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By Tania Amochaev

August 17.

I often ride the 30 bus in San Francisco. Starting near AT&T Park, it crosses SOMA, then skirts downtown, ducks under Nob Hill via the Stockton tunnel, embraces Chinatown and North Beach, side-swipes Fisherman’s Wharf, pauses briefly at my home, then traverses the Marina District along Chestnut Street, ending near the iconic Palace of Fine Arts and Chrissy Field. A cheap but thorough city tour. Locals and tourists are mashed together. The locals, especially around Chinatown, mostly look Asian and speak in tongues; the tourists more often look middle-American.

Tania A

I usually chat with people, but yesterday I needed down time. I plunked myself in the middle of a three-seat bench at the front and opened my email folder. Two enormous men squeezed down, engulfing me in bodies and aromas, the larger one on my left in shorts, oblivious to the cold fog.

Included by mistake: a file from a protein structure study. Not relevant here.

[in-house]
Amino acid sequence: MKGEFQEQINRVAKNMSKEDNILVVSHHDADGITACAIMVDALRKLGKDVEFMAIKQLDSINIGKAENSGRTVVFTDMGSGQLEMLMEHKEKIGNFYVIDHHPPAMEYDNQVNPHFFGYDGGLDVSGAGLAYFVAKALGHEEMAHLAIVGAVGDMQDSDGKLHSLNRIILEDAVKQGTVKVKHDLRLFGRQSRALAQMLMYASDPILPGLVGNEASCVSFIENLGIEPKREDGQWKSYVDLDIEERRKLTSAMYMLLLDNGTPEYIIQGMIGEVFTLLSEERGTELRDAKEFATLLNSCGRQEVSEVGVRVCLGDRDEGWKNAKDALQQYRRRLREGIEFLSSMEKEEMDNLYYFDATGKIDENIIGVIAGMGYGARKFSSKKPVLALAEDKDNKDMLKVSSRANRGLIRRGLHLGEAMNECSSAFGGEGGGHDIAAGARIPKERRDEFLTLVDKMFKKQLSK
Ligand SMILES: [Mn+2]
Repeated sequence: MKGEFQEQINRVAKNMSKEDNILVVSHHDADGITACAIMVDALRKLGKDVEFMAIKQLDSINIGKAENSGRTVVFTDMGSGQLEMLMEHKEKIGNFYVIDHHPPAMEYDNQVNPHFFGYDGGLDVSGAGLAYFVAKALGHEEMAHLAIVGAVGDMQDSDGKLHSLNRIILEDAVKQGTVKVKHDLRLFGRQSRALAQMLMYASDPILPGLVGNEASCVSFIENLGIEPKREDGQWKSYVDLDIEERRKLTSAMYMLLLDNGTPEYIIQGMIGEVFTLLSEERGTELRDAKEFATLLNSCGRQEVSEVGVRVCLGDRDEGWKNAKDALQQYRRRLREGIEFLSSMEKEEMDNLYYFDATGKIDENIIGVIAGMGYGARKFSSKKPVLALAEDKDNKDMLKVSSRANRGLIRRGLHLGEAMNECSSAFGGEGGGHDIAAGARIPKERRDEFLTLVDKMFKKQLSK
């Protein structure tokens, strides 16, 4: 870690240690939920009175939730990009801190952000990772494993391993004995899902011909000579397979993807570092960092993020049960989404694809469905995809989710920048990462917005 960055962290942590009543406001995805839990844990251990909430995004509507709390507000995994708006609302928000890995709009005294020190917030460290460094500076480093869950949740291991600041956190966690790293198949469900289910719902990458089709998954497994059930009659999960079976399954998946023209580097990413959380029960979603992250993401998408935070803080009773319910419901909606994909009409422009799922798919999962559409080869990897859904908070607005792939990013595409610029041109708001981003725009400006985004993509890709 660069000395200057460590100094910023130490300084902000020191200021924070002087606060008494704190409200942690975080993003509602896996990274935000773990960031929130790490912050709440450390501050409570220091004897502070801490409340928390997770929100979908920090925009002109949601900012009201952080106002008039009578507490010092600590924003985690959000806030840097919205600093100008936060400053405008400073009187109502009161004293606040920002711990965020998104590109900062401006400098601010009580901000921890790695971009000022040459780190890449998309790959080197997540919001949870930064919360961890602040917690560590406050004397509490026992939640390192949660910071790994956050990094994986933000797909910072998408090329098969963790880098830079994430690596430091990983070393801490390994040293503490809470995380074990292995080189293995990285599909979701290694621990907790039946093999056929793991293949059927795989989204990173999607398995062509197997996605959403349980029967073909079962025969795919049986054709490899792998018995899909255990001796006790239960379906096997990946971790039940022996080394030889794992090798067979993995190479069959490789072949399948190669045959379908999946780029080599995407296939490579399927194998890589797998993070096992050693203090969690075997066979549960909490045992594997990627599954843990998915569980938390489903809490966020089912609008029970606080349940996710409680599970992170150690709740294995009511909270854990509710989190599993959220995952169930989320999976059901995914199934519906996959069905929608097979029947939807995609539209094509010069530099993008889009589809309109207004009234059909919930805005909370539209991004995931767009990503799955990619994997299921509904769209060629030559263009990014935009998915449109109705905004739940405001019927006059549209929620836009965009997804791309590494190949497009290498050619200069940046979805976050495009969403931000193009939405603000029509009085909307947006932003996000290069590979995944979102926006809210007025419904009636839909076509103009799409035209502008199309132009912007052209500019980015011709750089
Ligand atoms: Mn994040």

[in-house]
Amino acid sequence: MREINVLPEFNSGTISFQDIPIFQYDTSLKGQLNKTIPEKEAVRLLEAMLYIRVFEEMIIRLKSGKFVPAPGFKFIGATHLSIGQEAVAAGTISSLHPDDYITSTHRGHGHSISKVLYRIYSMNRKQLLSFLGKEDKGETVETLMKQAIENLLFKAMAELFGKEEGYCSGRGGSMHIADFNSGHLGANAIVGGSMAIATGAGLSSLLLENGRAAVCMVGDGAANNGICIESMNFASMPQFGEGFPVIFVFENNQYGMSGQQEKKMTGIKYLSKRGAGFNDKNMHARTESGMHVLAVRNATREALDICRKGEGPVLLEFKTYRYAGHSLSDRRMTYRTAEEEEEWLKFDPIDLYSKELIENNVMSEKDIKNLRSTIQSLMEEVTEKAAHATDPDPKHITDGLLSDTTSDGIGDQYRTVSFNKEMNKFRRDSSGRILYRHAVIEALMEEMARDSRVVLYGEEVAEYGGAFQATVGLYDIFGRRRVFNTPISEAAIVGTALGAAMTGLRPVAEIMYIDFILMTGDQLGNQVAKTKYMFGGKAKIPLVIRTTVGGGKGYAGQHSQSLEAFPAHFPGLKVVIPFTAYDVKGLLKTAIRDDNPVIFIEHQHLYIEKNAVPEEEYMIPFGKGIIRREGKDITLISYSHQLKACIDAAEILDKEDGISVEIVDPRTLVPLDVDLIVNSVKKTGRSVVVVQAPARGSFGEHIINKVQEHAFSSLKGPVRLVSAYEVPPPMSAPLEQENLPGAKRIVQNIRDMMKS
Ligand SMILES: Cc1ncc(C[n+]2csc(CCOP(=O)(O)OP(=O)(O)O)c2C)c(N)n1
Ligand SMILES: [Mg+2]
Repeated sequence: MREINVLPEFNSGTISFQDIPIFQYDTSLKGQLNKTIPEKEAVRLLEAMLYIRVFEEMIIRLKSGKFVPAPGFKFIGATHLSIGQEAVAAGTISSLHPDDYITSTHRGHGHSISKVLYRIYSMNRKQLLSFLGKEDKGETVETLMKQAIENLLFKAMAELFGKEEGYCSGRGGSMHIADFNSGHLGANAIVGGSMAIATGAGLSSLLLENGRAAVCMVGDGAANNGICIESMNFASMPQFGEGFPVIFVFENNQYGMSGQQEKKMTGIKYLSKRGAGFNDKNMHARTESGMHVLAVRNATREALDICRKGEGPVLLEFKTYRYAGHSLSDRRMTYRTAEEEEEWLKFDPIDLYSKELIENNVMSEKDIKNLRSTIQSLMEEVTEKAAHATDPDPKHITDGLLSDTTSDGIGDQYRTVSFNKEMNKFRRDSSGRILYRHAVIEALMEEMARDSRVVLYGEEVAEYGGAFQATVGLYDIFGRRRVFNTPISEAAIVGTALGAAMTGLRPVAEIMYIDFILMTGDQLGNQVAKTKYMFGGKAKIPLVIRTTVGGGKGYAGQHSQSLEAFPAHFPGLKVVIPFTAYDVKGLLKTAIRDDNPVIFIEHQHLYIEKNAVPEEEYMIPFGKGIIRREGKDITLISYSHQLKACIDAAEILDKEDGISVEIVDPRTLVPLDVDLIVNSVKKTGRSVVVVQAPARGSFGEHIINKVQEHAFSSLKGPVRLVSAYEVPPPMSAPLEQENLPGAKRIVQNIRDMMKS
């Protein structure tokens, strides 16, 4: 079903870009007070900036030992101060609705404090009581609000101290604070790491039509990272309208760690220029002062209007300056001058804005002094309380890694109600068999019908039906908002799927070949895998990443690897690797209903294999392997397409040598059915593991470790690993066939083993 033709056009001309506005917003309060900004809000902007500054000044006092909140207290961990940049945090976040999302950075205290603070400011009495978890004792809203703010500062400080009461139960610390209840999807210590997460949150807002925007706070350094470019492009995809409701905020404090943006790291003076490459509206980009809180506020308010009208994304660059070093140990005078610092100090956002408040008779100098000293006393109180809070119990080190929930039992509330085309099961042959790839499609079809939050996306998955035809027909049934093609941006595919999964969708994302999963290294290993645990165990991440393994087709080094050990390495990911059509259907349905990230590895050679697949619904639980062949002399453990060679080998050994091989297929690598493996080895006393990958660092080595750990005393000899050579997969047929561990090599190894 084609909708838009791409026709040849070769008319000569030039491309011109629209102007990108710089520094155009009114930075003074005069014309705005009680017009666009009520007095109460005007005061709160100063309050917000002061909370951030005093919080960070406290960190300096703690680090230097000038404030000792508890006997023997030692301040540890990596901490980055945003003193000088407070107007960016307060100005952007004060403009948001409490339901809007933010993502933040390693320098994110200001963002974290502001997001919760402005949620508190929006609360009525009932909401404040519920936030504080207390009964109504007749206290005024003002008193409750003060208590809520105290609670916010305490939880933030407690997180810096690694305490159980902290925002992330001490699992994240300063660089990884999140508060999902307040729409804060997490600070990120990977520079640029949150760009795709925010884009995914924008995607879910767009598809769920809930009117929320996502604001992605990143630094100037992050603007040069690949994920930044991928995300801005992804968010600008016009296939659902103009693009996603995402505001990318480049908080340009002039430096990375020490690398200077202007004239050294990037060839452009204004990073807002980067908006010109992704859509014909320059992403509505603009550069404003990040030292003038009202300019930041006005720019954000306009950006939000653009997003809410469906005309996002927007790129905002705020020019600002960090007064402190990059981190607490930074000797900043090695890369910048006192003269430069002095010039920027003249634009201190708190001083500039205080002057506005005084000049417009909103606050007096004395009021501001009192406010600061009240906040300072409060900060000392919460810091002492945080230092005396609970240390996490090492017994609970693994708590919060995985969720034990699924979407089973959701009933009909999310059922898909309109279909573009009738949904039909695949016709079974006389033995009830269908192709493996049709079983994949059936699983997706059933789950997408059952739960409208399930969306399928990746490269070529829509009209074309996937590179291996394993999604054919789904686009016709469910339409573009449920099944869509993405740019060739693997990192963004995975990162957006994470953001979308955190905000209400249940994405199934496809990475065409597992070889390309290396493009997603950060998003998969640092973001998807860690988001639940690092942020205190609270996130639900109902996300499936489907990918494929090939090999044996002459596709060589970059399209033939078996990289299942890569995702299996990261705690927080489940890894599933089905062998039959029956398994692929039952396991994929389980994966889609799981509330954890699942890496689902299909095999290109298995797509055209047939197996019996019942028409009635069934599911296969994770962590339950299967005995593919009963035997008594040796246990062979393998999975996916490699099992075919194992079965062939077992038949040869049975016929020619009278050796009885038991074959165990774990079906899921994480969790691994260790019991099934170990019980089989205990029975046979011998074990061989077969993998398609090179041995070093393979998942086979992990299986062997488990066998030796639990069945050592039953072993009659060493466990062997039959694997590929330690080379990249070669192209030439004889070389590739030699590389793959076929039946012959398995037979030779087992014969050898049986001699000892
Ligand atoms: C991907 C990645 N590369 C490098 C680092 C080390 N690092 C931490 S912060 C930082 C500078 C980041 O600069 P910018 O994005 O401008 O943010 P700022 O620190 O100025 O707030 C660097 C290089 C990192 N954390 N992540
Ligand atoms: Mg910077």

Ignoring my attempts at isolation, he queried me in a gentle, friendly—but persistent—manner, about phones in general and mine specifically. I ducked on pricing, confirmed usability, and kept trying to return to the screen.

“I’d like to ask you a survey question, if I may,” he eventually asked. “What person born since 1900 do you admire the most?”

I told him in today’s environment it would be easier to decide whom I admire the least, but again he was gentle in his persistence. “If there was one person born since 1900 whom you could converse with, who would it be?”